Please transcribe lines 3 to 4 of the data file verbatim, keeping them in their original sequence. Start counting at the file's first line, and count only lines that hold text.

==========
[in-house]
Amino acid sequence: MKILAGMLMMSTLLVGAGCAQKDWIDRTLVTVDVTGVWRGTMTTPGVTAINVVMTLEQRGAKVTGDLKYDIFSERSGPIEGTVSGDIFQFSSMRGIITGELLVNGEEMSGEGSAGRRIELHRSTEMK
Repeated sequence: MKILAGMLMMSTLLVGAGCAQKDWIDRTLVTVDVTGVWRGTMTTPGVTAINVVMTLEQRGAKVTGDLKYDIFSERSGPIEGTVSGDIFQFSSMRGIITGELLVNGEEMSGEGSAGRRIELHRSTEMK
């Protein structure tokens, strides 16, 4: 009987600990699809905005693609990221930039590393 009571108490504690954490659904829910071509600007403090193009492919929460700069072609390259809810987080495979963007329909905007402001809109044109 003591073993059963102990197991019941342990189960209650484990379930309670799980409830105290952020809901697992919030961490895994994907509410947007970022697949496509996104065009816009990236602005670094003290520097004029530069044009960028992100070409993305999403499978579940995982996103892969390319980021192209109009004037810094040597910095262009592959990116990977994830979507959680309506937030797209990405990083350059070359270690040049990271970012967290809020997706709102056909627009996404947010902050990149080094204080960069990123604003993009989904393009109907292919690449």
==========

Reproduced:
Repeated sequence: MKILAGMLMMSTLLVGAGCAQKDWIDRTLVTVDVTGVWRGTMTTPGVTAINVVMTLEQRGAKVTGDLKYDIFSERSGPIEGTVSGDIFQFSSMRGIITGELLVNGEEMSGEGSAGRRIELHRSTEMK
């Protein structure tokens, strides 16, 4: 009987600990699809905005693609990221930039590393 009571108490504690954490659904829910071509600007403090193009492919929460700069072609390259809810987080495979963007329909905007402001809109044109 003591073993059963102990197991019941342990189960209650484990379930309670799980409830105290952020809901697992919030961490895994994907509410947007970022697949496509996104065009816009990236602005670094003290520097004029530069044009960028992100070409993305999403499978579940995982996103892969390319980021192209109009004037810094040597910095262009592959990116990977994830979507959680309506937030797209990405990083350059070359270690040049990271970012967290809020997706709102056909627009996404947010902050990149080094204080960069990123604003993009989904393009109907292919690449």